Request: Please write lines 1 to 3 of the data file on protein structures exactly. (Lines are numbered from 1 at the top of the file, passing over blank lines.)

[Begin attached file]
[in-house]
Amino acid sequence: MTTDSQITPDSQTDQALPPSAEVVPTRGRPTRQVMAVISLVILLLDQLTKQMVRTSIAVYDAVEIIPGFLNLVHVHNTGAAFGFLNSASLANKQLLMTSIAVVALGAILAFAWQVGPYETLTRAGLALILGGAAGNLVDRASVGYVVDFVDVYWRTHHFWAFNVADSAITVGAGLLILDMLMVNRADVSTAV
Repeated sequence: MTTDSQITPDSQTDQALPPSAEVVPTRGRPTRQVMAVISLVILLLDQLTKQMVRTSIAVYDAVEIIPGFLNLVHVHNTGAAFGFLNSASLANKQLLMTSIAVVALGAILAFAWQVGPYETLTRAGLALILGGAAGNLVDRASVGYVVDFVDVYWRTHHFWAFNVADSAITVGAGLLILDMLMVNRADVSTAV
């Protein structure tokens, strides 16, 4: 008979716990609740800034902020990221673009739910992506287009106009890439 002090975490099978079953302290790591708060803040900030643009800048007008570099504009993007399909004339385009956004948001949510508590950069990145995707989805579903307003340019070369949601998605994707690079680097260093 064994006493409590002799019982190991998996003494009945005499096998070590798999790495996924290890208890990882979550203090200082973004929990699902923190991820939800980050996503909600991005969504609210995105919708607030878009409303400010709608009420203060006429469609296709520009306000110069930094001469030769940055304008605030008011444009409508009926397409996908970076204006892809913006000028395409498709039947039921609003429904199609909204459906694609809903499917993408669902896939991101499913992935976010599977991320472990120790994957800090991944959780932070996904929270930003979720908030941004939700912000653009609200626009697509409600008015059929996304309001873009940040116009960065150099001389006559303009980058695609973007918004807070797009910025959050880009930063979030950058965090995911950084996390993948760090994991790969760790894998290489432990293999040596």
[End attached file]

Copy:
[in-house]
Amino acid sequence: MTTDSQITPDSQTDQALPPSAEVVPTRGRPTRQVMAVISLVILLLDQLTKQMVRTSIAVYDAVEIIPGFLNLVHVHNTGAAFGFLNSASLANKQLLMTSIAVVALGAILAFAWQVGPYETLTRAGLALILGGAAGNLVDRASVGYVVDFVDVYWRTHHFWAFNVADSAITVGAGLLILDMLMVNRADVSTAV
Repeated sequence: MTTDSQITPDSQTDQALPPSAEVVPTRGRPTRQVMAVISLVILLLDQLTKQMVRTSIAVYDAVEIIPGFLNLVHVHNTGAAFGFLNSASLANKQLLMTSIAVVALGAILAFAWQVGPYETLTRAGLALILGGAAGNLVDRASVGYVVDFVDVYWRTHHFWAFNVADSAITVGAGLLILDMLMVNRADVSTAV